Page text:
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The plot concerns a flight from Honolulu to San Francisco which develops engine problems and a fuel loss. After that the suspense doesn’t let up for one micro-second of film. Lots of flashbacks are well integrated into the plot. Flashbacks about the crew and the passengers. All of their lives are laid bare in brief vignettes. Two passenger performances I liked besides Trevor and Sterling were Paul Kelly as the cynical scientist and Robert Newton as the jaded Broadway producer.

The crew of course is headed by Robert Stack as pilot and John Wayne as co-pilot. In his memoirs Stack said the role of Sullivan was one of his favorites and he paid a heartfelt tribute to producer/co-star John Wayne. Wayne was a controversial guy, most of his co-stars liked to work with him, a few didn’t. Stack was one of his biggest boosters as a performer and his tribute to the Duke should be read by all John Wayne fans.

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Wayne had one of the best faces for closeups ever in screen history. Top directors like Ford, Hawks, and Wellman knew that and used him to best advantage. Both in Island in the Sky and The High and the Mighty, Bill Wellman caught a lot of the anguish and determination in closeups that said more than a page of dialog. Both as Dooley in Island in the Sky and as Dan Roman here, Wayne plays a character who is not battling bad guys, but a bad situation. In both he’s the leader of a group of people who’s lives are in his hands and he can’t show weakness. None of the usual screen fights are in either of his Wellman roles. It’s the elements and fear that are the bad guys that have to be licked.

It’s a pity they didn’t do more actor/director classics like these two films, Wellman and Wayne. They did work together on Blood Alley, but it doesn’t hold a candle to the first two films. Bill Wellman actually did work for the Duke once again in a film Wayne produced, but did not star in called Goodbye My Lady in 1956. Wellman retired two years later.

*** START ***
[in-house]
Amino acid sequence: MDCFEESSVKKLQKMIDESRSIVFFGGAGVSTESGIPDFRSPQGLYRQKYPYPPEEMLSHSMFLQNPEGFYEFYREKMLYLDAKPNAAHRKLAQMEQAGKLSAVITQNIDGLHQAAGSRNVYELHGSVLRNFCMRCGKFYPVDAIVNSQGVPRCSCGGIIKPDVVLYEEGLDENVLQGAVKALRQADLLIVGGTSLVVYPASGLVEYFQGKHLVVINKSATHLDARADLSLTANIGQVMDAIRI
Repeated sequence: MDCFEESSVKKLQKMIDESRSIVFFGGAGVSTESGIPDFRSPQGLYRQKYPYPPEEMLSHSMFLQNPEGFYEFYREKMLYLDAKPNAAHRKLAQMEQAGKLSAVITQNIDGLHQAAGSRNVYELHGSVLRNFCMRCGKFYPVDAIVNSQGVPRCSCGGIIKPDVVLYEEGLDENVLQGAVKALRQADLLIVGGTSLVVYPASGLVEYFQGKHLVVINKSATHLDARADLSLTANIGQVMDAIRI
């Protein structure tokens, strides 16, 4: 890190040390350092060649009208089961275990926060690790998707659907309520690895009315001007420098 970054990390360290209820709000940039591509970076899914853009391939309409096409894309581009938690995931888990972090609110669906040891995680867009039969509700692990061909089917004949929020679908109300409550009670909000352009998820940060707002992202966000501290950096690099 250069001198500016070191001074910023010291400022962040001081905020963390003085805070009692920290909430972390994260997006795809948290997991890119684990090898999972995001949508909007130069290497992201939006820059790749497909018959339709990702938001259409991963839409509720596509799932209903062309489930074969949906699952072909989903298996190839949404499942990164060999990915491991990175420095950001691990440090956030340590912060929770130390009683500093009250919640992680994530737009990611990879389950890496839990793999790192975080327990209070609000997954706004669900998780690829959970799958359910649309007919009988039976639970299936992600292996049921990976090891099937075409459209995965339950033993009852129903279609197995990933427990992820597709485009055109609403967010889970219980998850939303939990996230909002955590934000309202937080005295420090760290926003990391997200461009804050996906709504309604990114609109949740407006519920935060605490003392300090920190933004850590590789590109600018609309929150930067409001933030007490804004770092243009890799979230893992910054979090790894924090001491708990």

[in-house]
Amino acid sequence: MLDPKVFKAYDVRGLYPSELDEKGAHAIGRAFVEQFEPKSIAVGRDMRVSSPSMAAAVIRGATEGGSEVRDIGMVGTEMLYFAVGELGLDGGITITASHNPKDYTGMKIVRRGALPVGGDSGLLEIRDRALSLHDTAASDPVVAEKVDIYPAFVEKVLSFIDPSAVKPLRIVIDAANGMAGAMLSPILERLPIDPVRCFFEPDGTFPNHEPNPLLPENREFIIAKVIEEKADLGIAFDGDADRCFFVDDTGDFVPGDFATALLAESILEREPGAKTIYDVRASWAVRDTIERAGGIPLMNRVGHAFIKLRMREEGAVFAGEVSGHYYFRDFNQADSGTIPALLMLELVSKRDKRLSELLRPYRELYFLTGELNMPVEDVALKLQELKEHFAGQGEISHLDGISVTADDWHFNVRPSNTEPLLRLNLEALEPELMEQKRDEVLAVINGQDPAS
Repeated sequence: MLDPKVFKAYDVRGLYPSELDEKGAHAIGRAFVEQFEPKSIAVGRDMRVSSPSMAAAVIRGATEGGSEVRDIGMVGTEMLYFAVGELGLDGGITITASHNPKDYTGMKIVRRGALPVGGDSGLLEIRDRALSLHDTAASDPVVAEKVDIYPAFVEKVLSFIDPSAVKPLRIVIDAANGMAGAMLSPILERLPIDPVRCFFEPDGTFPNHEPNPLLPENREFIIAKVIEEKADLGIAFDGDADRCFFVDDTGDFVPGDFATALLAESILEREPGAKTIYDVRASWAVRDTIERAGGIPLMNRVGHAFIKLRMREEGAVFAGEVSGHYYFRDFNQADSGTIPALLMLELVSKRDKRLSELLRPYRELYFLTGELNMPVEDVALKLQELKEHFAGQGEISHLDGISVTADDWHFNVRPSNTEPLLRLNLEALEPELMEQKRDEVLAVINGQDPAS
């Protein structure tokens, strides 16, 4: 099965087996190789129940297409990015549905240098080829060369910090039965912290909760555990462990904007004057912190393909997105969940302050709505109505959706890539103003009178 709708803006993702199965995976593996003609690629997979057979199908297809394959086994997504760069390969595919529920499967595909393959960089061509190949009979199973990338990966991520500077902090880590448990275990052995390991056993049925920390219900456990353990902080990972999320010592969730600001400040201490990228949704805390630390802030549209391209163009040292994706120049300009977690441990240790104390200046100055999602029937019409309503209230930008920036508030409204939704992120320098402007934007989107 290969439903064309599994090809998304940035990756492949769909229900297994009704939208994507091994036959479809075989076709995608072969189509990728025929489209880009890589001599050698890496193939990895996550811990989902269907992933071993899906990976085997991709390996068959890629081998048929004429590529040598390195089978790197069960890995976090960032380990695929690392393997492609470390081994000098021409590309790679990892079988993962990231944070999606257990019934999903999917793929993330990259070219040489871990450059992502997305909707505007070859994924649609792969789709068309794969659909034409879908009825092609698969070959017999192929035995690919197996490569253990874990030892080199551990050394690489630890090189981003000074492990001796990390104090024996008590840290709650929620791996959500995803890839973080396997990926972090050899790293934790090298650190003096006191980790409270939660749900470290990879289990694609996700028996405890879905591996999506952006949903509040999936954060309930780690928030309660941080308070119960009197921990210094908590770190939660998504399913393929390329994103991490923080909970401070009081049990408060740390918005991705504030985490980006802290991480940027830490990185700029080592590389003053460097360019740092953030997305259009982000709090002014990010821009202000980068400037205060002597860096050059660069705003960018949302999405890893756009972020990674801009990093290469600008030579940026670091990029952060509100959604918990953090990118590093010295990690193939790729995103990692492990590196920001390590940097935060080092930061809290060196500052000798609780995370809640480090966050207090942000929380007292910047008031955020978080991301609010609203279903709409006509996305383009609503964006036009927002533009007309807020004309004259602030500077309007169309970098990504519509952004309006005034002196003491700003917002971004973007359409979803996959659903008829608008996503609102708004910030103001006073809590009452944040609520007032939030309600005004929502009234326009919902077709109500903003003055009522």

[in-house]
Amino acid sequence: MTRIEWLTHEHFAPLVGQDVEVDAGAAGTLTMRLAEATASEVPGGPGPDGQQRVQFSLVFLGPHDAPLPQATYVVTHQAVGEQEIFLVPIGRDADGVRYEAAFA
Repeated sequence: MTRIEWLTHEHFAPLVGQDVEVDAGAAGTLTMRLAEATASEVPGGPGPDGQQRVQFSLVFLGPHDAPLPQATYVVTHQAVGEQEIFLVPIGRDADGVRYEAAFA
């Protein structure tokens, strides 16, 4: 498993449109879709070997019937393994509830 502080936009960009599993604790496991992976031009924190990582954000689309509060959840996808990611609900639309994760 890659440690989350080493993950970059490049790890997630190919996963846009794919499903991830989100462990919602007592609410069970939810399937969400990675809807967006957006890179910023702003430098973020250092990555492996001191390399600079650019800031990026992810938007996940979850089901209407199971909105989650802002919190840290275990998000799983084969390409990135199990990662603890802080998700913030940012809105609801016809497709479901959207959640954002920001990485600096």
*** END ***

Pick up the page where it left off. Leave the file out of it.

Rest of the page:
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The High and the Mighty represents an artistic triumph and a commercial one. When it came out, John Wayne was at the height of his career, in the midst of a string of years as number one at the box office. Catch this film by all means if you can. With it coming out on DVD, maybe it will finally be broadcast again on AMC or TCM.

Mike and Pat–Don’t hold this one back

Author: JB-12 from Long Island NY
14 January 2002

Probably the most popular film that has never been released to any video medium, The High and the Mighty is th4e granddaddy of all of those disaster pictures that became popular in the 70s, but they do not hold a candle to this one.

The Wayne Family in general, and I would assume sons Michael and Patrick in particular, own the film along with some others. One has to wonder why they do not release it. I have a copy I recorded from HBO many years ago and when aired it was a great print. I am fortunate to be able to see it now and then at my own leisure.

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The plot of a crippled airliner in the middle of the Pacific doesn’t accurately describe this film. It is a true character study with some of the finest actors of the day on hand delivering brilliant performances. Those that stand out include Jan Sterling (oscar nominee and Golden Globe winner), Claire Trevor (Oscar nominated), Phil Harris, Robert Newton, and David Brian. But each and every one in the rest of the cast can take a bow for a job well done. And That includes Wayne himself. His Dan Roman is complete, a man with strengths and weaknesses, but a man who eventually is the only one to step up in a time of crisis. It is one of his best performances.

William Wellman’s direction keeps the film moving, Dimitri Tiomkin’s Oscar winning score had viewers whistling along with Whistling Dan.

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Mike and Pat, please let this one out before it becomes an antique. A new generation of your father’s fans await this classic. It is not fair to deny them their chance to see him. And by the way. John Wayne was not the original choice to play Dan Roman. When He acquired the rights to the film he just wanted to produce it ( a la Bullfighter and the Lady). His choice wanted to play the role, but schedule conflicts prevented this, thus John Wayne had to play the role he offered to Spencer Tracy